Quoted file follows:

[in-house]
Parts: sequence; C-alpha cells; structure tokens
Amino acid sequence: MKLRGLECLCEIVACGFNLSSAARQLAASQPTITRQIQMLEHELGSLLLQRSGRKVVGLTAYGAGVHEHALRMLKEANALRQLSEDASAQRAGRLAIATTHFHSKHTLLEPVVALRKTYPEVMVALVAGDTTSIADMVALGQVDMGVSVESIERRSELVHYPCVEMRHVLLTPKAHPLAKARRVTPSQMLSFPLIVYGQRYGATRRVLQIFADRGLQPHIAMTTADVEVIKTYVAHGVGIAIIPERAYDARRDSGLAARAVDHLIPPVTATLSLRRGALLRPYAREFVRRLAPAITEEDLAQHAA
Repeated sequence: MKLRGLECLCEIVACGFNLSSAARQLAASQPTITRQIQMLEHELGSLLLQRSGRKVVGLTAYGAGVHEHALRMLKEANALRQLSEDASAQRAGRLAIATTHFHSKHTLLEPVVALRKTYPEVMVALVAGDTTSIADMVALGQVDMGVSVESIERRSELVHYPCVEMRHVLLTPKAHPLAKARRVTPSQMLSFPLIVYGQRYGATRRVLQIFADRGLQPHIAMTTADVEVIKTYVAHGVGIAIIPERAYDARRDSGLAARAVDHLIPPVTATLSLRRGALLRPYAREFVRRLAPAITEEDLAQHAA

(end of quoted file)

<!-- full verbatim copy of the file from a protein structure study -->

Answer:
[in-house]
Parts: sequence; C-alpha cells; structure tokens
Amino acid sequence: MKLRGLECLCEIVACGFNLSSAARQLAASQPTITRQIQMLEHELGSLLLQRSGRKVVGLTAYGAGVHEHALRMLKEANALRQLSEDASAQRAGRLAIATTHFHSKHTLLEPVVALRKTYPEVMVALVAGDTTSIADMVALGQVDMGVSVESIERRSELVHYPCVEMRHVLLTPKAHPLAKARRVTPSQMLSFPLIVYGQRYGATRRVLQIFADRGLQPHIAMTTADVEVIKTYVAHGVGIAIIPERAYDARRDSGLAARAVDHLIPPVTATLSLRRGALLRPYAREFVRRLAPAITEEDLAQHAA
Repeated sequence: MKLRGLECLCEIVACGFNLSSAARQLAASQPTITRQIQMLEHELGSLLLQRSGRKVVGLTAYGAGVHEHALRMLKEANALRQLSEDASAQRAGRLAIATTHFHSKHTLLEPVVALRKTYPEVMVALVAGDTTSIADMVALGQVDMGVSVESIERRSELVHYPCVEMRHVLLTPKAHPLAKARRVTPSQMLSFPLIVYGQRYGATRRVLQIFADRGLQPHIAMTTADVEVIKTYVAHGVGIAIIPERAYDARRDSGLAARAVDHLIPPVTATLSLRRGALLRPYAREFVRRLAPAITEEDLAQHAA